It remains unclear where Malawi’s trafficked pangolins end up. The police and the DNPW can only speculate that they primarily reach China and Vietnam. The Congo Basin Institute, a sustainable development advocacy group, has tried to analyse the geographically unique genetic markers of trafficked pangolins to shed light on this murky supply chain.

Nkosi says that, within Malawi, local traffickers mostly take pangolins to the main cities of Blantyre, Lilongwe, Zomba and Mzuzu, as well as to border towns.

“So far, Mozambicans, Zimbabweans, the Chinese, Pakistanis and the Rwandese are among the foreigners that have been arrested locally for trafficking in these endangered species,” he says.

Many traffickers themselves are unclear about intended buyers: “Some people daringly poach the animals even when they have no known market for them,” Kalaya says. Many believe they can “get rich quickly” through the trade, he adds.

Calls for pangolin farming

Against the backdrop of this illegal trade, some Malawian commentators have urged the government to legalise pangolin breeding.

Last November, Paul Sezzie, a well-known poet, used Facebook to advocate for captive breeding, suggesting it would help solve the country’s foreign exchange crisis. His views echo similar comments made by other Malawians beneath online articles about pangolin trafficking.

John Kazembe, a former ecology and wildlife management lecturer at the Lilongwe University of Agriculture and Natural Resources, supports pangolin farming. He mentions that Malawi is one of the world’s poorest countries, and argues that breeding would “help diversify” its economy. He adds that “rearing pangolins for trade would promote conservation and protection of those in the wild.”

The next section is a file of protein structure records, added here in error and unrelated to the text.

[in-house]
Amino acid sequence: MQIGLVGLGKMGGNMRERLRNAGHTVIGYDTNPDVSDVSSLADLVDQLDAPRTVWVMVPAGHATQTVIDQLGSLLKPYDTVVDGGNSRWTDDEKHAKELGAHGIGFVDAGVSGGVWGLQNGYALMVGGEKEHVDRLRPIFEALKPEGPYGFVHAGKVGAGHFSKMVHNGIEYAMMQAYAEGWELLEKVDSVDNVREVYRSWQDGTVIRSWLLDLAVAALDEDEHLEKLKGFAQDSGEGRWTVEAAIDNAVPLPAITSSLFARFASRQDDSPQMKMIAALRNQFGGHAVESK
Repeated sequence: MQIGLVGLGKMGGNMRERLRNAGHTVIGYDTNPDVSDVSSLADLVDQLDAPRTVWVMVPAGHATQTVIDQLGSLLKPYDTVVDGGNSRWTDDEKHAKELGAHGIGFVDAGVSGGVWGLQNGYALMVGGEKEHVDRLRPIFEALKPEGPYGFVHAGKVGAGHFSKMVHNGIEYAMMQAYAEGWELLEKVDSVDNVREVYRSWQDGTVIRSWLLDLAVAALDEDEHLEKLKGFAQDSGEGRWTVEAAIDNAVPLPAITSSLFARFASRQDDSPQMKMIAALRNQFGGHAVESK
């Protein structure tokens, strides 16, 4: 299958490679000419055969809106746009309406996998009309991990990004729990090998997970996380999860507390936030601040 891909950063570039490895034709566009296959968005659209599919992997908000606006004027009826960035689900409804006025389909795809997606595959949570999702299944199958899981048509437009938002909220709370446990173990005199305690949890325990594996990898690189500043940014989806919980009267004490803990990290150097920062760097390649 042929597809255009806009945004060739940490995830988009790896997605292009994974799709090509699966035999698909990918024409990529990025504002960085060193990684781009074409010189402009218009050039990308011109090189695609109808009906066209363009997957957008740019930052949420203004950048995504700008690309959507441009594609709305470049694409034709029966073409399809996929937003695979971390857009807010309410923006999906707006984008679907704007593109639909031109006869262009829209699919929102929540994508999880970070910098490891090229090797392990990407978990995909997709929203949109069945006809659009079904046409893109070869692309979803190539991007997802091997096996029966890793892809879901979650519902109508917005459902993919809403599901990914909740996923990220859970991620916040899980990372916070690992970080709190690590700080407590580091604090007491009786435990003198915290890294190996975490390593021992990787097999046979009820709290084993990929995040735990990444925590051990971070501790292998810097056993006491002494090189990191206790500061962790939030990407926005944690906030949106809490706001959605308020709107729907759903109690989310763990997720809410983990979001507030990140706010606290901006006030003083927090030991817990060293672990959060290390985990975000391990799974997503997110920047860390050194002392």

Commercial export of pangolins and their parts contradicts the CITES to which Malawi is a party
Ceres Kam, Environmental Investigation Agency

However, successful captive breeding and regulated trade is extremely unlikely according to research by conservation scientists including Daniel Challender. Their 2019 study explained that captive pangolin breeding has proven extremely difficult on a commercial scale. Commercial international trade is also illegal under CITES, it added.

Patricio Ndadzela, who oversees Malawi and Zambia for the International Fund for Animal Welfare, corroborates these views: “It would be difficult and very expensive to rear [pangolins] as the species found in Malawi and Mozambique feed only on termites and ants. To feed them, each pangolin needs about 300g of food per day. So, how do you grow enough termites and ants to feed them? Would that make business sense?”

Even if commercial pangolin farming was feasible, it is unclear whether such an industry would help to protect wild pangolins.

According to Ceres Kam, a wildlife campaigner for the Environmental Investigation Agency in the UK, any legal market can be used as a cover for the corresponding black market. Research into how captive-breeding facilities source their seed specimens points to the illegal capture and trade of wild pangolins, Kam adds.

“This coupled with the low survival rate of pangolins in captivity means such facilities would add pressure onto wild pangolin populations,” Kam tells China Dialogue. “Moreover, commercial import and export of pangolins and their parts and derivatives contradicts the CITES to which Malawi is a party.”

A further concern, Kam adds, is that pangolins are known to carry a wide range of pathogens, including but not limited to coronaviruses; breeding the animals in high concentrations could risk spreading and mutating diseases.

The idea of cashing in on the pangolin trade may be doing the rounds in Malawi, but the evidence suggests that such an initiative would face legal, practical and economic barriers. It may also do harm than good to this vulnerable species.